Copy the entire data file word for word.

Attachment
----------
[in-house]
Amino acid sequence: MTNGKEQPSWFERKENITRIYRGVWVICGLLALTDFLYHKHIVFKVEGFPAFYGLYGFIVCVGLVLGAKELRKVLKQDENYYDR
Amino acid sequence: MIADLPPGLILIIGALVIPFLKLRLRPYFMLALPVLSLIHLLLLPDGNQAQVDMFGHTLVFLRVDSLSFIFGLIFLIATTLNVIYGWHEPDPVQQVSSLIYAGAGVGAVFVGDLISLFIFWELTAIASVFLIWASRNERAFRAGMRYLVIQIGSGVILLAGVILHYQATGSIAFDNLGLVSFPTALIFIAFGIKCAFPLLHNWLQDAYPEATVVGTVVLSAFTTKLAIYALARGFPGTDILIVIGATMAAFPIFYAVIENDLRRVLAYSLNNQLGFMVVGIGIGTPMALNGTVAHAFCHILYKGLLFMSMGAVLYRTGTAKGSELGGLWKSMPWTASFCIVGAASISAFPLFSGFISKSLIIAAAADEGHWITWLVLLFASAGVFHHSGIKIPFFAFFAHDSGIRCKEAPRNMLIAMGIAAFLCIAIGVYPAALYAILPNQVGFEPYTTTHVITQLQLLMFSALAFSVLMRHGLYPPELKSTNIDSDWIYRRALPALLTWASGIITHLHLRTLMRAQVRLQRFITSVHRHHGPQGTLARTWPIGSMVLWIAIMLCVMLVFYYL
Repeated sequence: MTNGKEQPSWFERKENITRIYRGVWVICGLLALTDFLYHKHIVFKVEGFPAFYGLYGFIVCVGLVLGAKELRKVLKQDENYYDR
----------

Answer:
[in-house]
Amino acid sequence: MTNGKEQPSWFERKENITRIYRGVWVICGLLALTDFLYHKHIVFKVEGFPAFYGLYGFIVCVGLVLGAKELRKVLKQDENYYDR
Amino acid sequence: MIADLPPGLILIIGALVIPFLKLRLRPYFMLALPVLSLIHLLLLPDGNQAQVDMFGHTLVFLRVDSLSFIFGLIFLIATTLNVIYGWHEPDPVQQVSSLIYAGAGVGAVFVGDLISLFIFWELTAIASVFLIWASRNERAFRAGMRYLVIQIGSGVILLAGVILHYQATGSIAFDNLGLVSFPTALIFIAFGIKCAFPLLHNWLQDAYPEATVVGTVVLSAFTTKLAIYALARGFPGTDILIVIGATMAAFPIFYAVIENDLRRVLAYSLNNQLGFMVVGIGIGTPMALNGTVAHAFCHILYKGLLFMSMGAVLYRTGTAKGSELGGLWKSMPWTASFCIVGAASISAFPLFSGFISKSLIIAAAADEGHWITWLVLLFASAGVFHHSGIKIPFFAFFAHDSGIRCKEAPRNMLIAMGIAAFLCIAIGVYPAALYAILPNQVGFEPYTTTHVITQLQLLMFSALAFSVLMRHGLYPPELKSTNIDSDWIYRRALPALLTWASGIITHLHLRTLMRAQVRLQRFITSVHRHHGPQGTLARTWPIGSMVLWIAIMLCVMLVFYYL
Repeated sequence: MTNGKEQPSWFERKENITRIYRGVWVICGLLALTDFLYHKHIVFKVEGFPAFYGLYGFIVCVGLVLGAKELRKVLKQDENYYDR